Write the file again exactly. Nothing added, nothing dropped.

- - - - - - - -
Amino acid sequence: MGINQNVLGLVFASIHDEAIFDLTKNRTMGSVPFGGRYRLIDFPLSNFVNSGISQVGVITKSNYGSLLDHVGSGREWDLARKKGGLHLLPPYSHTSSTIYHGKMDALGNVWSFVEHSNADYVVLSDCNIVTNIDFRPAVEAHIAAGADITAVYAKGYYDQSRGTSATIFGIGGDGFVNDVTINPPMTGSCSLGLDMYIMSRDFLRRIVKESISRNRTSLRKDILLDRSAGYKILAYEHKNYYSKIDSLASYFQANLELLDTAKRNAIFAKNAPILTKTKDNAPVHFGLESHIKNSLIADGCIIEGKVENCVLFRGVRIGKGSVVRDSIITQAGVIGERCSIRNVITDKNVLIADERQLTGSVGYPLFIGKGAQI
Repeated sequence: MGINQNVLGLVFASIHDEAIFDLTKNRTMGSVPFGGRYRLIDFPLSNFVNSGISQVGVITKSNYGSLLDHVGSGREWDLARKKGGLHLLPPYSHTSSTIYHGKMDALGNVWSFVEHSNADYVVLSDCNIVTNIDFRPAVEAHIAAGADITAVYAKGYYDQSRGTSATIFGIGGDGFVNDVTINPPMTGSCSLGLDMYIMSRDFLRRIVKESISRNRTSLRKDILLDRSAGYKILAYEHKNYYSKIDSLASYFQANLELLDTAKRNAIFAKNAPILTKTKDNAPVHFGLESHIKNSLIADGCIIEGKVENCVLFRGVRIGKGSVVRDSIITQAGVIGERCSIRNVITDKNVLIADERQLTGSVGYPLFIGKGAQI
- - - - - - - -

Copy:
Amino acid sequence: MGINQNVLGLVFASIHDEAIFDLTKNRTMGSVPFGGRYRLIDFPLSNFVNSGISQVGVITKSNYGSLLDHVGSGREWDLARKKGGLHLLPPYSHTSSTIYHGKMDALGNVWSFVEHSNADYVVLSDCNIVTNIDFRPAVEAHIAAGADITAVYAKGYYDQSRGTSATIFGIGGDGFVNDVTINPPMTGSCSLGLDMYIMSRDFLRRIVKESISRNRTSLRKDILLDRSAGYKILAYEHKNYYSKIDSLASYFQANLELLDTAKRNAIFAKNAPILTKTKDNAPVHFGLESHIKNSLIADGCIIEGKVENCVLFRGVRIGKGSVVRDSIITQAGVIGERCSIRNVITDKNVLIADERQLTGSVGYPLFIGKGAQI
Repeated sequence: MGINQNVLGLVFASIHDEAIFDLTKNRTMGSVPFGGRYRLIDFPLSNFVNSGISQVGVITKSNYGSLLDHVGSGREWDLARKKGGLHLLPPYSHTSSTIYHGKMDALGNVWSFVEHSNADYVVLSDCNIVTNIDFRPAVEAHIAAGADITAVYAKGYYDQSRGTSATIFGIGGDGFVNDVTINPPMTGSCSLGLDMYIMSRDFLRRIVKESISRNRTSLRKDILLDRSAGYKILAYEHKNYYSKIDSLASYFQANLELLDTAKRNAIFAKNAPILTKTKDNAPVHFGLESHIKNSLIADGCIIEGKVENCVLFRGVRIGKGSVVRDSIITQAGVIGERCSIRNVITDKNVLIADERQLTGSVGYPLFIGKGAQI